The Court held that the respondent’s s. 15(1) Charter rights were violated by the government’s failure to ensure equal access for the visually impaired to online government information and services. The Court found that the facially neutral Communications Policy and CLF Standard created a distinction between the visually impaired and others on the basis of their physical disability, because the Standard was not properly implemented or enforced and this resulted in many websites being inaccessible to the visually impaired. The respondent therefore received different treatment because of her disability. The Court further found that this distinction created a disadvantage that amounted to discrimination. The respondent and other visually impaired persons were systematically denied access to online government information and services. Although access to information and services was available through alternative means (e.g. by mail, telephone, and in-person visits), the respondent and the visually impaired were entitled to full access to Canadian government information and services including through online channels. The Communications Policy was meant to allow access to information at one’s choice of time and place. If the visually impaired were relegated to alternative channels, these people would not be choosing their own time and place to access services. Furthermore, forcing the respondent to rely on sighted assistance was demeaning, and propagated the view that the visually impaired are less capable and worthy. This resulted in further stigmatization and reinforcement of stereotypes of visually impaired people, and infringed their independence, self-reliance, control, dignity and self-esteem. Properly enforcing accessibility standards could have prevented this discrimination.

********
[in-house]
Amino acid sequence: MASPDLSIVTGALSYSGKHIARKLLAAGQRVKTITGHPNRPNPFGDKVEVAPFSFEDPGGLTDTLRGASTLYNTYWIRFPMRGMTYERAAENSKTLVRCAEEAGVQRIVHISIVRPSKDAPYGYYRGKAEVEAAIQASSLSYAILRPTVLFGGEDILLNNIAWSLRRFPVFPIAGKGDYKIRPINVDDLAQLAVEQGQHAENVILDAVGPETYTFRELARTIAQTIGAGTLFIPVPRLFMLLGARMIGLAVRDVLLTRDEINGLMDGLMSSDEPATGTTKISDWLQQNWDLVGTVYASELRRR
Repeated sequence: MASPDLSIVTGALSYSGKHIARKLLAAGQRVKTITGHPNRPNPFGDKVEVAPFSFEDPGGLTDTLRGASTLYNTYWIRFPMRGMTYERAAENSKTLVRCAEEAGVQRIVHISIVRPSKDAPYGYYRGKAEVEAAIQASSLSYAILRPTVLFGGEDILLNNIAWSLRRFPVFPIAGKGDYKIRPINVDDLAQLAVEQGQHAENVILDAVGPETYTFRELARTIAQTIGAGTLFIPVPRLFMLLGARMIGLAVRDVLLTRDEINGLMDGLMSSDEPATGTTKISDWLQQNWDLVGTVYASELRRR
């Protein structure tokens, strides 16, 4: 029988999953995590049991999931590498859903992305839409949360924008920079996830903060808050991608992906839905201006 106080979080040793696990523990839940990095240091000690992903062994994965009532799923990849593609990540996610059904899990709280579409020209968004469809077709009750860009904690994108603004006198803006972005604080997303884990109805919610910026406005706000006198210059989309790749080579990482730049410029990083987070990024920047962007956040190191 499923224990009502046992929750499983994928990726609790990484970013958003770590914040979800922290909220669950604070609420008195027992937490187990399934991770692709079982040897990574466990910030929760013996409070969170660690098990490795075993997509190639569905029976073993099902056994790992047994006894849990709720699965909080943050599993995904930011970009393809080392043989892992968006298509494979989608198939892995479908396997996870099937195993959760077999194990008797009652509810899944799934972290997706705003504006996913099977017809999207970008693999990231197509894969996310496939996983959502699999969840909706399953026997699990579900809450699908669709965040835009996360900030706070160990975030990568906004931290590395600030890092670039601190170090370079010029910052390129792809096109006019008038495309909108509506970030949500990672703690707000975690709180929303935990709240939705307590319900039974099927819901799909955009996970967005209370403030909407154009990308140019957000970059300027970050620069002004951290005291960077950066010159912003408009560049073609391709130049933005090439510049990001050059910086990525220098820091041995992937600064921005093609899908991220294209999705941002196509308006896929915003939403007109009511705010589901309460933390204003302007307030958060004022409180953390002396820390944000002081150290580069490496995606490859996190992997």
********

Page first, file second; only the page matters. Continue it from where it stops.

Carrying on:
The Court held that a s. 1 Charter defence was not raised by the Attorney General, and therefore was not considered.

The Court held that the appeal was allowed in part; the applicant was awarded costs and a declaration that the Treasury Board’s failure to ensure equal access to online information and services violated the rights of those who are visually impaired under s. 15(1) of the Charter. The Treasury Board was obligated to bring the government departments and agencies under its control into compliance with the Charter.

Para 130: “I understand the Attorney General to be saying that as long as the sought-after information and services are obtained, irrespective of the time lag and inconvenience encountered, there has been effective access and thus the same benefit has been received. In other words, if one person can access information online within a matter of minutes and another person can access the same information by traveling to a government office, waiting for his or her turn and then meeting with a government employee to obtain the same information, there has been effective access in both cases and thus both persons have received the same benefit of the law. I cannot agree with the Attorney General's position. In my view, one of the above two persons has not received the same benefit. They have not been treated equally.”